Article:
Presentation on theme: "Jane Eyre Socratic Seminar. The Bildungsroman Angle Compare and contrast Jane’s formal and informal education— what does each teach her? At what point(s)"— Presentation transcript:
Jane Eyre Socratic Seminar
The Bildungsroman Angle Compare and contrast Jane’s formal and informal education— what does each teach her? At what point(s) in the novel does Jane value learning for its own sake? In a recent adaptation of the novel for television, the story begins with Jane’s running to Rochester; the director did not seem to deem Chapters 1-11 necessary. How does our understanding of Jane’s childhood and child self contribute to our understanding of her as an adult?
Society and Class Where does Jane stand in the social hierarchy? Does she have social mobility that does not depend upon marriage with Mr. Rochester? Why does Bronte have Jane inherit money before she is reacquainted with Mr. Rochester? How do Jane’s attitudes towards poverty and the poor change over the course of the novel? Does religion factor into this attitude change?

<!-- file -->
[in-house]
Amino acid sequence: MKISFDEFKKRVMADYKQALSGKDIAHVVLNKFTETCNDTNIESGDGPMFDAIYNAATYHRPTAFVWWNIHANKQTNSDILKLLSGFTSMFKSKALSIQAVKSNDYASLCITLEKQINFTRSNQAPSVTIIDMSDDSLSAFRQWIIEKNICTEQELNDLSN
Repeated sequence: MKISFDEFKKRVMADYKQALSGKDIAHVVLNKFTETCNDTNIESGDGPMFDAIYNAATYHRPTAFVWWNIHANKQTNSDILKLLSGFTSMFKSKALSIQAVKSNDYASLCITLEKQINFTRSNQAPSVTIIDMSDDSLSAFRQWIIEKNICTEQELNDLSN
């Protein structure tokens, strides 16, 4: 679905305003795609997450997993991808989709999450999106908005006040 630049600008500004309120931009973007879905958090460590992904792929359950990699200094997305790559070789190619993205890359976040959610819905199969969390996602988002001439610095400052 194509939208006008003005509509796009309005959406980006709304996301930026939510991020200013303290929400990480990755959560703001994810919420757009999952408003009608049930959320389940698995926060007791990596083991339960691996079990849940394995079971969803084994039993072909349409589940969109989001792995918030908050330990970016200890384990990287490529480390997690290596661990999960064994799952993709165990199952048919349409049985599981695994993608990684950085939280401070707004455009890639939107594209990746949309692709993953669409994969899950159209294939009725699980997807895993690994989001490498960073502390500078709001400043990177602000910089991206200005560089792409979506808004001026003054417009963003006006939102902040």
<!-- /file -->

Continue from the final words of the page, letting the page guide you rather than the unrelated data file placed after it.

Supernatural and Religion Why does Bronte explain away most of the novel’s seemingly supernatural elements? How does Bronte use religion to promote British nationalism? How does Bronte also use religion to promote the theme of hypocrisy?
Morality/Ethics Would you consider Mr. Rochester an immoral person or one who is overwhelmed with the misfortunes he has suffered? Once he find out the truth about Bertha, with whom do our sympathies lie? Does Jane learn her morality from Helen Burns, or does she have an innate sense of goodness that Helen merely cultivates?
The Foreign Element What is the novel’s attitude toward each of these places? What do they and their stereotypes represent? How does Bronte use the notion of the “other” to promote British nationalism? To what extent are characters and/or situations in Jane Eyre affected, or created, by British imperialism and/or colonialism?
Miscellaneous Why is it necessary for Jane to be plain? How would the story lose some value (or would it?) if she were beautiful? Is Jane too extreme in her quest for independence? Doe Bronte succeed in creating an independent and assertive female protagonist?